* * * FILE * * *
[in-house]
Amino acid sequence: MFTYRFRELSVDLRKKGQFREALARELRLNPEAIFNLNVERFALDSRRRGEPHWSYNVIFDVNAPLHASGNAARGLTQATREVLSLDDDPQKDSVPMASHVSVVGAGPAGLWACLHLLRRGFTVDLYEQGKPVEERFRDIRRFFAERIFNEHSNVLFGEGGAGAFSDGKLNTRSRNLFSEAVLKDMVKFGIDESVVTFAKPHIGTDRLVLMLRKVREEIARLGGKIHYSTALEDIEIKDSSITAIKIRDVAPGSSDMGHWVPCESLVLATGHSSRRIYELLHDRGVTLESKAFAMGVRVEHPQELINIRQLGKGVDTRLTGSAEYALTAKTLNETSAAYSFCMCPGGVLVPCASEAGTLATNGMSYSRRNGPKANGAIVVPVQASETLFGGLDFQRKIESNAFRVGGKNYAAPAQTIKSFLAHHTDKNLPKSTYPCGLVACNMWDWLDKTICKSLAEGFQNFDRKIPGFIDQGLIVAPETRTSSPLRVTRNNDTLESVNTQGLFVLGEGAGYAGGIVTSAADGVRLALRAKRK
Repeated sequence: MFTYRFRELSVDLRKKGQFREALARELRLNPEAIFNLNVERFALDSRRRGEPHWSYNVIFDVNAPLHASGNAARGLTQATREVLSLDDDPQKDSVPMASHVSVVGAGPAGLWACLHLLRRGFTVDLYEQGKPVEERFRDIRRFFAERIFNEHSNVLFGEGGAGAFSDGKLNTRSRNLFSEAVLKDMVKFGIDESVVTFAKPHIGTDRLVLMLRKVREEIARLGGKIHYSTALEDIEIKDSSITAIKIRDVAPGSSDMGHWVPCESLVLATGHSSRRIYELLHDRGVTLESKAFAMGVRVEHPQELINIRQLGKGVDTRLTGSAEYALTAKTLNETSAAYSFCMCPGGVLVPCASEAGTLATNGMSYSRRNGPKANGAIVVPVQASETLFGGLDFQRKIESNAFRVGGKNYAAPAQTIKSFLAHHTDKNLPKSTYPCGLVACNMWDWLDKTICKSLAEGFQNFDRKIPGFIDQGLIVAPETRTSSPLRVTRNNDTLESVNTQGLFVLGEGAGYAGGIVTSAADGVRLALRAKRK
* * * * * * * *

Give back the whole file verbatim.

[in-house]
Amino acid sequence: MFTYRFRELSVDLRKKGQFREALARELRLNPEAIFNLNVERFALDSRRRGEPHWSYNVIFDVNAPLHASGNAARGLTQATREVLSLDDDPQKDSVPMASHVSVVGAGPAGLWACLHLLRRGFTVDLYEQGKPVEERFRDIRRFFAERIFNEHSNVLFGEGGAGAFSDGKLNTRSRNLFSEAVLKDMVKFGIDESVVTFAKPHIGTDRLVLMLRKVREEIARLGGKIHYSTALEDIEIKDSSITAIKIRDVAPGSSDMGHWVPCESLVLATGHSSRRIYELLHDRGVTLESKAFAMGVRVEHPQELINIRQLGKGVDTRLTGSAEYALTAKTLNETSAAYSFCMCPGGVLVPCASEAGTLATNGMSYSRRNGPKANGAIVVPVQASETLFGGLDFQRKIESNAFRVGGKNYAAPAQTIKSFLAHHTDKNLPKSTYPCGLVACNMWDWLDKTICKSLAEGFQNFDRKIPGFIDQGLIVAPETRTSSPLRVTRNNDTLESVNTQGLFVLGEGAGYAGGIVTSAADGVRLALRAKRK
Repeated sequence: MFTYRFRELSVDLRKKGQFREALARELRLNPEAIFNLNVERFALDSRRRGEPHWSYNVIFDVNAPLHASGNAARGLTQATREVLSLDDDPQKDSVPMASHVSVVGAGPAGLWACLHLLRRGFTVDLYEQGKPVEERFRDIRRFFAERIFNEHSNVLFGEGGAGAFSDGKLNTRSRNLFSEAVLKDMVKFGIDESVVTFAKPHIGTDRLVLMLRKVREEIARLGGKIHYSTALEDIEIKDSSITAIKIRDVAPGSSDMGHWVPCESLVLATGHSSRRIYELLHDRGVTLESKAFAMGVRVEHPQELINIRQLGKGVDTRLTGSAEYALTAKTLNETSAAYSFCMCPGGVLVPCASEAGTLATNGMSYSRRNGPKANGAIVVPVQASETLFGGLDFQRKIESNAFRVGGKNYAAPAQTIKSFLAHHTDKNLPKSTYPCGLVACNMWDWLDKTICKSLAEGFQNFDRKIPGFIDQGLIVAPETRTSSPLRVTRNNDTLESVNTQGLFVLGEGAGYAGGIVTSAADGVRLALRAKRK